DOI QR코드

DOI QR Code

Effect of L-Carnitine and Source of Dietary Fat on Growth Performance and Serum Biochemical Parameters of Piglets Weaned at 35 Days of Age

  • Li, Defa (Ministry of Agriculture Feed Industry Center, China Agricultural University) ;
  • Qiao, Q. (Ministry of Agriculture Feed Industry Center, China Agricultural University) ;
  • Johnson, E.W. (Ministry of Agriculture Feed Industry Center, China Agricultural University) ;
  • Jiang, J. (Ministry of Agriculture Feed Industry Center, China Agricultural University) ;
  • Wang, F. (Ministry of Agriculture Feed Industry Center, China Agricultural University) ;
  • Blum, R. (Lonza LTD.) ;
  • Allee, G. (University of Missouri-Columbia)
  • Received : 1999.04.08
  • Accepted : 1999.06.10
  • Published : 1999.12.01

Abstract

The effects of carnitine in diets with or without added fat (5% lard or soybean oil) were evaluated in 72 Large White ${\times}$ Landrace ${\times}$ Duroc pigs weaned at 35 days of age. Pigs were fed a 1.30% lysine corn-soybean basal diet+15% dried whey+4% fish meal with carnitine at 0 or 50 mg/kg and either 0% added fat, 5% soybean oil or 5% lard for 6 weeks in a $2{\times}3$ factorial trial (6 treatments, 3 pens per treatment, 4 pigs per pen). Addition of carnitine increased average daily gain (ADG) and average daily feed intake (ADFI) in the second two weeks of the six-week trial and overall, but had no significant effect on feed per gain (F/G). Lard alone depressed ADG (p<0.05) in the last two weeks of the trial and overall, but the ADG for pigs fed lard+carnitine was similar to the control. Lard reduced feed intake in the first two weeks of the trial (p<0.05). Carnitine reduced the percentage of pigs with poor (ADG<375 g/d) growth (15 vs 40%; p<0.05). The greater uniformity of growth was most evident in low-weaning-weight pigs in the second period (16 vs 62%, p<0.005). Addition of fat did not produce any positive effect on uniformity and had no interaction with carnitine on uniformity. Carnitine addition increased serum total carnitione and short-chain acyl-carnitine levels (p<0.05), but did not modify free carnitine levels. Serum carnitine levels were lower at weaning than at 14, 28, or 39 days after weaning (p<0.05). Carnitine increased serum protein levels on day 14 (p<0.05). Addition of fat in the form of soybean oil or lard did not improve piglet growth performance. Addition of 50 mg/kg of carnitine to the diet of weanling pigs enhanced postweaning performance.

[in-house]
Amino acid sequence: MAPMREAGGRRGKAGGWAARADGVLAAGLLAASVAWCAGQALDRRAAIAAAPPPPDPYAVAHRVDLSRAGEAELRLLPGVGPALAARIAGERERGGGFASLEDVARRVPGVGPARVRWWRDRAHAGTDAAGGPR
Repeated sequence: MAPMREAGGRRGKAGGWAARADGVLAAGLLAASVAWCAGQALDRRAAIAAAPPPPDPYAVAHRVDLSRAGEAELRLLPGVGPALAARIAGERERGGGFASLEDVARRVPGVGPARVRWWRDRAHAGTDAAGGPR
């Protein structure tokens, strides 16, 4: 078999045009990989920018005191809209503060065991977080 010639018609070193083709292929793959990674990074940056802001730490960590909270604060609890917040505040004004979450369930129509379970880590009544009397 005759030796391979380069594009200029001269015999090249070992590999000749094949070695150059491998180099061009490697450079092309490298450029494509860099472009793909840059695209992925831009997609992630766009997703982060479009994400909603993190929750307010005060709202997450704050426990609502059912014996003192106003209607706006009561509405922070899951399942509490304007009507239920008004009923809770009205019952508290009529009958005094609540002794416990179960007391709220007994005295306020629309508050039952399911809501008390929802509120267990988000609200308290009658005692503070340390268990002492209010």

Keywords

Carnitine;Fat;Weaning;Pig;Growth

Cited by

  1. Effects of increasing dietary L-carnitine on growth performance of weanling pigs1,2 vol.81, pp.9, 2003, https://doi.org/10.2527/2003.8192259x